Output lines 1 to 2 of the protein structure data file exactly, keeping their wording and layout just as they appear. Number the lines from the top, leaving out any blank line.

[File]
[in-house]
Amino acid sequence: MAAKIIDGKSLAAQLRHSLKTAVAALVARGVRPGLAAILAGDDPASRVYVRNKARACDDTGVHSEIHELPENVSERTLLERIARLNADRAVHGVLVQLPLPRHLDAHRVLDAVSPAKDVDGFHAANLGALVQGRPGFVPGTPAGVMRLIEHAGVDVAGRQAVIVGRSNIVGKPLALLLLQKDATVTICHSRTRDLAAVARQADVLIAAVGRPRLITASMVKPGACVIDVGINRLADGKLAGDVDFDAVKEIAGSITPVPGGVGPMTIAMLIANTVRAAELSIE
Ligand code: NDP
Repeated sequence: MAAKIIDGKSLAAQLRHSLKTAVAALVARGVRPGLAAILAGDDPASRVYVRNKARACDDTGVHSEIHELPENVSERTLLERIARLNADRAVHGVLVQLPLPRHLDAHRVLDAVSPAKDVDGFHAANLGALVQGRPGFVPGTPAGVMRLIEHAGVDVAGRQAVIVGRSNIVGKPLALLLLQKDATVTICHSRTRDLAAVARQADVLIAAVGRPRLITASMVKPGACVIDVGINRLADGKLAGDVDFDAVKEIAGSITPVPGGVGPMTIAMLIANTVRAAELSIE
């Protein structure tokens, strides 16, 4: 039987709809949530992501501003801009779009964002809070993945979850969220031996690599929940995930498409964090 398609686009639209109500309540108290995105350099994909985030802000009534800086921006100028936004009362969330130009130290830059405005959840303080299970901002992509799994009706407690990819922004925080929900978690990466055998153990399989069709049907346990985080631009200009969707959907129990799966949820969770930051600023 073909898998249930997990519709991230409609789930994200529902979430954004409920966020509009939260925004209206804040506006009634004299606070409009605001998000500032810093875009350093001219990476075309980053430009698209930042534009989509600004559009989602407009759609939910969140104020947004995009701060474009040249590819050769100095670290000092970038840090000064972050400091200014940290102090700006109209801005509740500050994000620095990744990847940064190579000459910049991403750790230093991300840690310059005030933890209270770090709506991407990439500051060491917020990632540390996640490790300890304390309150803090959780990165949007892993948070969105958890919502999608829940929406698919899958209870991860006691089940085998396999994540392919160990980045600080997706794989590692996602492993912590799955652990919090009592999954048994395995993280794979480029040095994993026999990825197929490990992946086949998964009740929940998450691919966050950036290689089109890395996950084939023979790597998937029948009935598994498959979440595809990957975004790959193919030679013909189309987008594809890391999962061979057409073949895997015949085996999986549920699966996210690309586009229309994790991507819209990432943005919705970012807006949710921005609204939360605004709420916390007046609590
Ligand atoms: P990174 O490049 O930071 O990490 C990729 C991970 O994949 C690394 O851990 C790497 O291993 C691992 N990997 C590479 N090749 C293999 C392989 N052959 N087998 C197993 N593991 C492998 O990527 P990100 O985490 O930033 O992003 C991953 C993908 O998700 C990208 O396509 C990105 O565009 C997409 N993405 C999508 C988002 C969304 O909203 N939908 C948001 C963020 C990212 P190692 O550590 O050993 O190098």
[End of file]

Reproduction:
[in-house]
Amino acid sequence: MAAKIIDGKSLAAQLRHSLKTAVAALVARGVRPGLAAILAGDDPASRVYVRNKARACDDTGVHSEIHELPENVSERTLLERIARLNADRAVHGVLVQLPLPRHLDAHRVLDAVSPAKDVDGFHAANLGALVQGRPGFVPGTPAGVMRLIEHAGVDVAGRQAVIVGRSNIVGKPLALLLLQKDATVTICHSRTRDLAAVARQADVLIAAVGRPRLITASMVKPGACVIDVGINRLADGKLAGDVDFDAVKEIAGSITPVPGGVGPMTIAMLIANTVRAAELSIE